Power concedes nothing without demand. It never did, and it never will. Find out just what people will submit to, and you have found out the exact amount of injustice and wrong which will be imposed upon them; and these will continue until they have been resisted with either words or blows, or with both. – Frederick Douglass
Earth’s population had been stabilized, about the middle of the twenty-first century, at eighteen billion. The Fertility Board, a subsection of the United Nations, made and enforced the birth control laws. For more than half a thousand years those laws had remained the same: two children to a couple, subject to the judgment of the Fertility Board. The Board decided who might be a parent how many times. The Board might award extra children to one couple, deny any children at all to another, all on the basis of desirable or undesirable genes.
“Incredible,” said the kzin.
“Why? Things were getting pretty tanj crowded, with eighteen billion people trapped in a primitive technology.”
“If the Patriarchy tried to force such a law on kzinti, we would exterminate the Patriarchy for its insolence.”
[Larry Niven, Ringworld]
What we’ve allowed governments to get away with is a great part of our current problem. Yes, the Usurper Administration is the acme of corruption and oppression – in American terms, anyway – but it’s not as if there were no precedents.
Parents once understood the principle involved. Disobedience once allowed creates a precedent: “You didn’t object the last time!” It’s hard enough to counter it when it’s uttered by your teenage kid. It has even more force when invoked by legislators. And the number of times we’ve allowed the federal government to go beyond its Constitutional bounds is beyond my ability to count.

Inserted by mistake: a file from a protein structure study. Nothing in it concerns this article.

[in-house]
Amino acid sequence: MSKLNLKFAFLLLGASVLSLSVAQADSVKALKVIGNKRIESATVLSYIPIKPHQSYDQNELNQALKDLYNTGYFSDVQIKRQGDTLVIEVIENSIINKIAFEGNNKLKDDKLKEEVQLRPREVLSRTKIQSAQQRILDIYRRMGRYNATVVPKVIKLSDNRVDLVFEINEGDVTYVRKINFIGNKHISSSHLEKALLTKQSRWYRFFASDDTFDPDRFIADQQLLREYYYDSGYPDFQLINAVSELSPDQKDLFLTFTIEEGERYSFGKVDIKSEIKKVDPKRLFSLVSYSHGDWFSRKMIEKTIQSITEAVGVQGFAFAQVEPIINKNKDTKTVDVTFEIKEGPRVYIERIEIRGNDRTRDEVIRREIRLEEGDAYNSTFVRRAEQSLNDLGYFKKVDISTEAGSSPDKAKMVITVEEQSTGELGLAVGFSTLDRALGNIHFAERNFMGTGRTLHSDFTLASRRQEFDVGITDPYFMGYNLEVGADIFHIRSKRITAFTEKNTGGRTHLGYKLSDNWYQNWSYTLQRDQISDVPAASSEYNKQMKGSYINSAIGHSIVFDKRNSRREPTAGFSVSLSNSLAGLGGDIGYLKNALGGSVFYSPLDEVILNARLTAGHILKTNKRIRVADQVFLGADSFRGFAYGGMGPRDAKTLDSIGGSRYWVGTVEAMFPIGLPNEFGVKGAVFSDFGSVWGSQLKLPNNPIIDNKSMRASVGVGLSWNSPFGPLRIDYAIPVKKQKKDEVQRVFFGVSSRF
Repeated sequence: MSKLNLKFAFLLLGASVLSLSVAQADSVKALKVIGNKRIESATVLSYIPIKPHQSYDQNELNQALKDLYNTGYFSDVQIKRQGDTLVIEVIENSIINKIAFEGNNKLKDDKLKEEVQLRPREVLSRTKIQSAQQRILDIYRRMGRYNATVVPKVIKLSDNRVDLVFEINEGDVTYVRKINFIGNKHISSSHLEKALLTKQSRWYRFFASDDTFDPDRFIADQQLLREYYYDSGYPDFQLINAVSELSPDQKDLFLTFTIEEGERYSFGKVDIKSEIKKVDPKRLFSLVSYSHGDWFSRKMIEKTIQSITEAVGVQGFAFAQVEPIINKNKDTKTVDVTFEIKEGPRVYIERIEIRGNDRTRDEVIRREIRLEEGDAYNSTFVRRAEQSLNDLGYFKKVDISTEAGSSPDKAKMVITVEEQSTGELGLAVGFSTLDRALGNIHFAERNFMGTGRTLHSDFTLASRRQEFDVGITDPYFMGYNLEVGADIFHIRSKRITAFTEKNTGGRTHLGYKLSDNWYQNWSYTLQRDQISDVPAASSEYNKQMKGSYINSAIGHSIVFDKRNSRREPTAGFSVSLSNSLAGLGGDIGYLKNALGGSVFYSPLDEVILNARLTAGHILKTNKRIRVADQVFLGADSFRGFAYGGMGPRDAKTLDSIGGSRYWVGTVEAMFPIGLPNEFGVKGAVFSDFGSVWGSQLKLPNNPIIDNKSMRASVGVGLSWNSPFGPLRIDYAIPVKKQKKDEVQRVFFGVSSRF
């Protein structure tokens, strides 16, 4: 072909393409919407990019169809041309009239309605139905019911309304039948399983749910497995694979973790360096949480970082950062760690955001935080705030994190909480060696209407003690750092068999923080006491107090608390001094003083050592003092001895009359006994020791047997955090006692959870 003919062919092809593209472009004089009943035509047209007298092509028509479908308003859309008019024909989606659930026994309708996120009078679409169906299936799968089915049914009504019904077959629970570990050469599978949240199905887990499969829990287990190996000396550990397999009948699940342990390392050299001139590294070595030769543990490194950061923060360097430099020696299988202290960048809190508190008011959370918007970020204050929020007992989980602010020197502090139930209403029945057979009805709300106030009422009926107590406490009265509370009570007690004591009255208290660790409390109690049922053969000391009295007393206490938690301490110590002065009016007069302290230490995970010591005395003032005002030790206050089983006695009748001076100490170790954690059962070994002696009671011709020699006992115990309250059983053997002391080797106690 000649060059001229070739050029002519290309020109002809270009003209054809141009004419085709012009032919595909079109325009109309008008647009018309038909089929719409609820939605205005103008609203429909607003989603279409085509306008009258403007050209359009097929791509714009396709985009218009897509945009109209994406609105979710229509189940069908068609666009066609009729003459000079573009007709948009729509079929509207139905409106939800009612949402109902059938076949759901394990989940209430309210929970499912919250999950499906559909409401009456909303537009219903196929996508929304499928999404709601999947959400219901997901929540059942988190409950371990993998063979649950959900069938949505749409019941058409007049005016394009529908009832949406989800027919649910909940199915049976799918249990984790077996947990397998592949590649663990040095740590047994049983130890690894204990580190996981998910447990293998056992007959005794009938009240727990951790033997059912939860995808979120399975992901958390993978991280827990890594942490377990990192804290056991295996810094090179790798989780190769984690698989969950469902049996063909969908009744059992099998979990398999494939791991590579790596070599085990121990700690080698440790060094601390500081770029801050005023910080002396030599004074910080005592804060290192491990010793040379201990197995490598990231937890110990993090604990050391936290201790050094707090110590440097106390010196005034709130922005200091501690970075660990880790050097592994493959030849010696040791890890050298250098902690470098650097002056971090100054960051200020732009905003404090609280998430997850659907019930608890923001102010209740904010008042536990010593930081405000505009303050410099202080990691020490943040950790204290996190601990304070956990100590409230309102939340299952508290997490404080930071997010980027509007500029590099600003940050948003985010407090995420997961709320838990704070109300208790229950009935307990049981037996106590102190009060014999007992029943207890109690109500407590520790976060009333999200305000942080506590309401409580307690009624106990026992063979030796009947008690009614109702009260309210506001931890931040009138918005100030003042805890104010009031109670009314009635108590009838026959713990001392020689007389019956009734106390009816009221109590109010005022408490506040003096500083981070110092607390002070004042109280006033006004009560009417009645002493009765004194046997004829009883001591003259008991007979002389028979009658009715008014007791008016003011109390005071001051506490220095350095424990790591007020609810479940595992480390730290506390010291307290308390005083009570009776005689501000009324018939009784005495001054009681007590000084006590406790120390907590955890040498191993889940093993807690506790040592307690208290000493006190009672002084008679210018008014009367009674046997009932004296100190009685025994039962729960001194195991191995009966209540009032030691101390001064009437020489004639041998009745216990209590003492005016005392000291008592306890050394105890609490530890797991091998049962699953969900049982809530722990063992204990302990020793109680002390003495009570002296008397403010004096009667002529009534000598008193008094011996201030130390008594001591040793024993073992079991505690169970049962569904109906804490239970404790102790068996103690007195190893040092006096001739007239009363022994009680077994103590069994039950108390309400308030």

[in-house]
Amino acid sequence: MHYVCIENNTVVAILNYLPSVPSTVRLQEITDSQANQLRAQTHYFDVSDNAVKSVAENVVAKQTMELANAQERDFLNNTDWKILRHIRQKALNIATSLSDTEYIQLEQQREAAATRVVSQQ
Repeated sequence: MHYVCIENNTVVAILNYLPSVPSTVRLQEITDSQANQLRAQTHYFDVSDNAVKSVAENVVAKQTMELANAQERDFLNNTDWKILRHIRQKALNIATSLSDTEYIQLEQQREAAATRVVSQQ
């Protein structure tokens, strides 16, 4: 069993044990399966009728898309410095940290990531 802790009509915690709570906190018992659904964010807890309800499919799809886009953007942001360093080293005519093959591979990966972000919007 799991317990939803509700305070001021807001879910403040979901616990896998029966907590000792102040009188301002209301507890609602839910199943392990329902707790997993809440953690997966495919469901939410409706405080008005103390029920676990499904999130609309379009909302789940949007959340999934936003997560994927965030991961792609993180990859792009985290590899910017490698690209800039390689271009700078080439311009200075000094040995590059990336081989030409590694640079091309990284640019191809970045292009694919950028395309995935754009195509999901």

The worst of the consequences has been the mobilization of a substantial portion of the populate – the Takers and Fakers – against the Makers. Political polarization before this day was founded on differences in approach to problems we all agreed upon. Today it proceeds from differences in fundamentals: individual rights, the constraint of non-political evils, and the limits of America’s responsibilities to non-Americans.
What’s that you say? You’re a good person? You don’t want anything that’s not yours by right? I shan’t argue. You could be right. But then, you’re a mere expository fiction, a rhetorical convenience. But hearken to this: There are a lot of not-good people out there. People who believe they can do essentially whatever they want to you, as long as the government does it for them. They’d rather not wield the guns themselves, but apart from that…
Darleen Click’s essay on not trusting the Democrats is much on my mind this morning. Give it a look. Then have a gander at this old piece of mine and reflect on how hard it has become to trust anyone you don’t know personally. What’s their agenda? What do they want from me? are the questions uppermost in millions of Americans’ minds today. The answers are generally unpleasant, when there are answers to be had.
Present trends continuing essentially unmodified, we are entering an era of distrust by default. To extend your trust to another, such that you will routinely rely on him in word and deed, will demand of you an unprecedented degree of personal knowledge – a degree of intimacy that would astonish our forebears. Yet it’s entirely reasonable. Dark forces are at work on him, you know. They offer him rewards for betraying your confidences. And while it’s not the case that “every man has his price,” quite a lot of people do – and it can prove to be lower than you might think.
Beware those who promote fear.
Beware those who shout Emergency! to deny you time to think.
Beware your own weakness before the temptation to profit at another’s expense by betraying him to those who wish him harm.
Beware above all other things the impulse to evade the judgment of your conscience in the oldest and most contemptible of all evasions:
And allow the betrayers nothing further.